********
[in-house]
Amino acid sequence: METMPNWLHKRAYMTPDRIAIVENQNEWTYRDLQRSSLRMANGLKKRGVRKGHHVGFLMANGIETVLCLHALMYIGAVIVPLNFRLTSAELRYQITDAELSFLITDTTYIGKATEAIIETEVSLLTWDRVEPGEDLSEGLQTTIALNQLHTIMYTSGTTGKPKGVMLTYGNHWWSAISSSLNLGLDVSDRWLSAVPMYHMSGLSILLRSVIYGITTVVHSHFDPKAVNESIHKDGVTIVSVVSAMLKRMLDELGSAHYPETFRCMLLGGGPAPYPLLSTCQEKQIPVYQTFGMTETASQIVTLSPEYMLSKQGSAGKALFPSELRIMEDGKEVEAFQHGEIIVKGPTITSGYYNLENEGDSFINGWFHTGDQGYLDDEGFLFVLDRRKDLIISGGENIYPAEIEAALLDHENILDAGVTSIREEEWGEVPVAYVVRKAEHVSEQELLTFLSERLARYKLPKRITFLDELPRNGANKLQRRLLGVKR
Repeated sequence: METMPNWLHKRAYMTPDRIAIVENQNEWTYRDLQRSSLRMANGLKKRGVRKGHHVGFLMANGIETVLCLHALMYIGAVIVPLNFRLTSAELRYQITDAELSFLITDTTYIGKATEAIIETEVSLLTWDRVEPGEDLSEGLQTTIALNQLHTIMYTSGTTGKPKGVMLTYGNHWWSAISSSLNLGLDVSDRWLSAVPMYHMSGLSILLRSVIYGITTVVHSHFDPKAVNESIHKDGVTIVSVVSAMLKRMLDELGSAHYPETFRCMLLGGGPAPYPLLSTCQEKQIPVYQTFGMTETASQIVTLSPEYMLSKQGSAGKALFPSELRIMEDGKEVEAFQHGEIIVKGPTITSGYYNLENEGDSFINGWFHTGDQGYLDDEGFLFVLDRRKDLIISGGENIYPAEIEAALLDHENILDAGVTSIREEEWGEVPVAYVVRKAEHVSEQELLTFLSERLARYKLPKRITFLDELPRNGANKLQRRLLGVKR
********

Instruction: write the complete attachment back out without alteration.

[in-house]
Amino acid sequence: METMPNWLHKRAYMTPDRIAIVENQNEWTYRDLQRSSLRMANGLKKRGVRKGHHVGFLMANGIETVLCLHALMYIGAVIVPLNFRLTSAELRYQITDAELSFLITDTTYIGKATEAIIETEVSLLTWDRVEPGEDLSEGLQTTIALNQLHTIMYTSGTTGKPKGVMLTYGNHWWSAISSSLNLGLDVSDRWLSAVPMYHMSGLSILLRSVIYGITTVVHSHFDPKAVNESIHKDGVTIVSVVSAMLKRMLDELGSAHYPETFRCMLLGGGPAPYPLLSTCQEKQIPVYQTFGMTETASQIVTLSPEYMLSKQGSAGKALFPSELRIMEDGKEVEAFQHGEIIVKGPTITSGYYNLENEGDSFINGWFHTGDQGYLDDEGFLFVLDRRKDLIISGGENIYPAEIEAALLDHENILDAGVTSIREEEWGEVPVAYVVRKAEHVSEQELLTFLSERLARYKLPKRITFLDELPRNGANKLQRRLLGVKR
Repeated sequence: METMPNWLHKRAYMTPDRIAIVENQNEWTYRDLQRSSLRMANGLKKRGVRKGHHVGFLMANGIETVLCLHALMYIGAVIVPLNFRLTSAELRYQITDAELSFLITDTTYIGKATEAIIETEVSLLTWDRVEPGEDLSEGLQTTIALNQLHTIMYTSGTTGKPKGVMLTYGNHWWSAISSSLNLGLDVSDRWLSAVPMYHMSGLSILLRSVIYGITTVVHSHFDPKAVNESIHKDGVTIVSVVSAMLKRMLDELGSAHYPETFRCMLLGGGPAPYPLLSTCQEKQIPVYQTFGMTETASQIVTLSPEYMLSKQGSAGKALFPSELRIMEDGKEVEAFQHGEIIVKGPTITSGYYNLENEGDSFINGWFHTGDQGYLDDEGFLFVLDRRKDLIISGGENIYPAEIEAALLDHENILDAGVTSIREEEWGEVPVAYVVRKAEHVSEQELLTFLSERLARYKLPKRITFLDELPRNGANKLQRRLLGVKR